VIX Graph February 26, 2010

Vix_2.26

There's not much to say about the data.  Market implied volatility is falling steadily – and once again VIX is below 20.

That level is not undeserved because realized market volatility is low and has been low.  Every sell off is met with buyers and the market moves slowly but steadily higher.

That's the market scenario that brings complacency, which in turn brings out more option sellers than buyers.  IV shrinkage can continue for quite awhile.  Just look at the left of the chart.  Three years ago VIX reached a level that was (barely) less than 10.

To me, the economic outlook is poor and middle-America is not going to do well.  However (as I read somewhere, but do not remember where), Congress seems to be on the path of continuing to protect the banks and Wall Street.  If that's true, then we may see something unusual continue: a society being slowly eaten alive by the banking vultures.  Translation:  more unemployment, more misery, more poverty and more profits on Wall St.

I'm perplexed, but outside of owning protection against a disaster, am unwilling to place any significant wager on the downside.

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6 Responses to VIX Graph February 26, 2010

  1. Andy 02/27/2010 at 3:22 AM #

    Mark,
    It’s informative to hear your candid, albeit infrequent, opinion on the state of the market. My sentiments are in line with your summary and I feel this will be a flat, if not down year (once people realize that mostly the wrong people are benefiting from government stimulus). I recently read an article that made a frightening analogy between our economic state and the fall of the roman empire… a tad extreme, for certain.
    I was wondering why VIX spikes are correlated with market drops and not rallies… is it simply because the majority of options are bought as protection against market collapse? Shouldn’t options trading be just as brisk during rallies or any other periods of high volume, where investors may use options for speculation, or to protect profits made, etc?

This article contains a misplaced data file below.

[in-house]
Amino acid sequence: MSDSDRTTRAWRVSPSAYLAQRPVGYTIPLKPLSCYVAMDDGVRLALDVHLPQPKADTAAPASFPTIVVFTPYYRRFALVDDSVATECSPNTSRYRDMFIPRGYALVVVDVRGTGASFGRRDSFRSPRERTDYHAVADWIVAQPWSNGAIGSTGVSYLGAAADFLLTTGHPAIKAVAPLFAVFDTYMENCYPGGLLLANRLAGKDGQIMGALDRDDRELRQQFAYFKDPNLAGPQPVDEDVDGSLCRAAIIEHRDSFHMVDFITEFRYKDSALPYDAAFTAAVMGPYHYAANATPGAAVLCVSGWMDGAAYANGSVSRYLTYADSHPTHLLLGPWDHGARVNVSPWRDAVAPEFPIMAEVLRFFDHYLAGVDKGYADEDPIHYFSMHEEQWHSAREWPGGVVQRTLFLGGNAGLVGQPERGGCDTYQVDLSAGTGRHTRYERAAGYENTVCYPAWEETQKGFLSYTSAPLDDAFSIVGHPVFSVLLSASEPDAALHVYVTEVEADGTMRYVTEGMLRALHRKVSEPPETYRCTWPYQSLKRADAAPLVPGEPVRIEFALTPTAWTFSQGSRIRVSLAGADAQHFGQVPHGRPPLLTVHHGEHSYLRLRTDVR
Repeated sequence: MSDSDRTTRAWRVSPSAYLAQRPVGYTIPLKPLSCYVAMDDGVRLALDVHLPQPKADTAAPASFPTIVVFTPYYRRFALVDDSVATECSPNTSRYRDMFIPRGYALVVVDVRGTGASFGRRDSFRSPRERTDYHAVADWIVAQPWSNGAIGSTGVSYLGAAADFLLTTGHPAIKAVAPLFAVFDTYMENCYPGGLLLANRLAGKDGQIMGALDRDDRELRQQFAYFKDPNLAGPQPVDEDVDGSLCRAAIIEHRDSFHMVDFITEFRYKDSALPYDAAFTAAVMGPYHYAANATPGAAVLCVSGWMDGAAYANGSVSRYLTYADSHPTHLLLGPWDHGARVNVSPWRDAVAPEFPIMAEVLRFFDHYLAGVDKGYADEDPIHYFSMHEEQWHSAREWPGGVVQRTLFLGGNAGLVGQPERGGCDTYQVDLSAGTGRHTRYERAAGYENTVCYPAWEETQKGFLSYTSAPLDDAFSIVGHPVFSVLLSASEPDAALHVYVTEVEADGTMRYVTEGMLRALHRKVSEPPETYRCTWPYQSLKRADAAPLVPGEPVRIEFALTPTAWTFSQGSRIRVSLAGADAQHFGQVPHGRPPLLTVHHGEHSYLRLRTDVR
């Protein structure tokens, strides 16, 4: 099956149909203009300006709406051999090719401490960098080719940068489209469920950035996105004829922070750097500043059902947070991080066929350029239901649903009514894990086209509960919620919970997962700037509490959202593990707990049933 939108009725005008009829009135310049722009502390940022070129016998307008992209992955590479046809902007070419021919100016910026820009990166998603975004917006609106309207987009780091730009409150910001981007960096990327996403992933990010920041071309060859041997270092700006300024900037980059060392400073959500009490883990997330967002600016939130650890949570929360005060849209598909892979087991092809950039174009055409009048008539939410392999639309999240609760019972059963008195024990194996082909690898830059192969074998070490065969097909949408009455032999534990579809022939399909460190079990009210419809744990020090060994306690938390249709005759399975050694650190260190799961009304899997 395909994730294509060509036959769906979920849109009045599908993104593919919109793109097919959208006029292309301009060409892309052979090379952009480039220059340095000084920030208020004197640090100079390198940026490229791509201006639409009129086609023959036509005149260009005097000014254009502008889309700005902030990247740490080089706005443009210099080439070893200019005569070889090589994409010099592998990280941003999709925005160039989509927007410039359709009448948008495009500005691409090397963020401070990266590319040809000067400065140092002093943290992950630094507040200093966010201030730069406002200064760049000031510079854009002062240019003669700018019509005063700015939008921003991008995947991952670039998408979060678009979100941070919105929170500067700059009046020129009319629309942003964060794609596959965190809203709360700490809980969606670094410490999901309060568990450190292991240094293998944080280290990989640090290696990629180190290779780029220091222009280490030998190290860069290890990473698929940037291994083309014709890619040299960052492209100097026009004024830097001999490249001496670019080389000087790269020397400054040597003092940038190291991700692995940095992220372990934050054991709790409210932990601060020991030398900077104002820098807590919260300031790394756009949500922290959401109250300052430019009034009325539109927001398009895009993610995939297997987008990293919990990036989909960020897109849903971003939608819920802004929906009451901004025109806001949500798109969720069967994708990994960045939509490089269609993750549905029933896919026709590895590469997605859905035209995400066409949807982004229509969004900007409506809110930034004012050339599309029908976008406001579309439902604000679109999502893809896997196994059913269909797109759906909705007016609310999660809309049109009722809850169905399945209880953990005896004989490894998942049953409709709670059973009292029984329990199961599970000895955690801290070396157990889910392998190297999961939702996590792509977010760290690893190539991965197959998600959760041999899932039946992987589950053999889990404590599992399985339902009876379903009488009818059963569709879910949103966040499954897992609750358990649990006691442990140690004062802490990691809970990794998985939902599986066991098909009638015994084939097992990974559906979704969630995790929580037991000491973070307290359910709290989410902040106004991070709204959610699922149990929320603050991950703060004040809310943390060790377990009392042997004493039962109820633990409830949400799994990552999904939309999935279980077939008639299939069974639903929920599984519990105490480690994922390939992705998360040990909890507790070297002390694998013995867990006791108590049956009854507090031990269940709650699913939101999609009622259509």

2. Mark Wolfinger 02/27/2010 at 9:07 AM #

    Andy,
    Panic and greed are different. They bring out different characteristics in investors.
    More on this in a full post.

  3. Ashish 03/01/2010 at 7:35 AM #

    Mark, I have three questions:
    How do I know which call and put the pros are buying?
    Also I am thinking about subscribing to Morningstar’s premium membership.
    Will it be help full in buying options?
    If not, what else should I subscribe to find profitable calls/puts?
    Thanks, Ashish

  4. Mark Wolfinger 03/01/2010 at 8:32 AM #

    1) You cannot know.
    Who are the pros? Do you mean the market makers or the professional money managers?
    The market makers buy whichever options are being sold. They don’t go out and pick and choose like you do.
    Few professional money manager buy options. In my opinion, buying options is not the path to earning profits.
    2) Save your money. To use their service (or any other), I would require PROOF of a winning track record going back at least three years.
    3) Subscribe to your brain. That’s the only possible place to find winning trades. If you cannot figure out which options to buy, congratulations – you have come to a wise conclusion – then don’t buy options. Recognize that buying options is a suckers game – one that only a small minority can do successfully.
    In my opinion, anyone who can make money by picking good trades would NEVER sell that information. They would trade their ideas and keep the large profits. To me, the fact that anyone offers to sell ‘picks’ is proof that they cannot make money by trading – so they make money from the suckers who buy their picks.
    This is not quite the same as hiring someone to manage your trades and make all decisions for you. I don’t recommend that either, but at least you get a full package: buy, adjust, sell advice all packed together. With no time lost in sending messages for you to adjust or exit positions. They make the trades for you.

  5. ted 03/12/2010 at 6:52 AM #

    Doesn’t intelligent option buying come down to reading the chart correctly and then using a call or put buy to mirror a stock trade, thereby tying up a fraction of the monies required for a swing trade with the actual stock?
    The option buyer must get a high delta and use the same exit strategies that one would use on a stock– a profit target and stop loss tied to the underlying.

  6. Mark Wolfinger 03/12/2010 at 7:21 AM #

    Hi Ted,
    Yes. That’s all that it takes. Reading the chart correctly.
    And getting the timing right, because options are a wasting asset. This is minimized by choosing the high delta option you mentioned.
    The fact that the vast majority of individual investors cannot beat the market averages, and
    The fact that the majority of professional money managers cannot beat the market averages,
    tells me that ‘reading the chart correctly’ is beyond the ability of traders/investor/pros.
    If you can do it, more power to you! I cannot.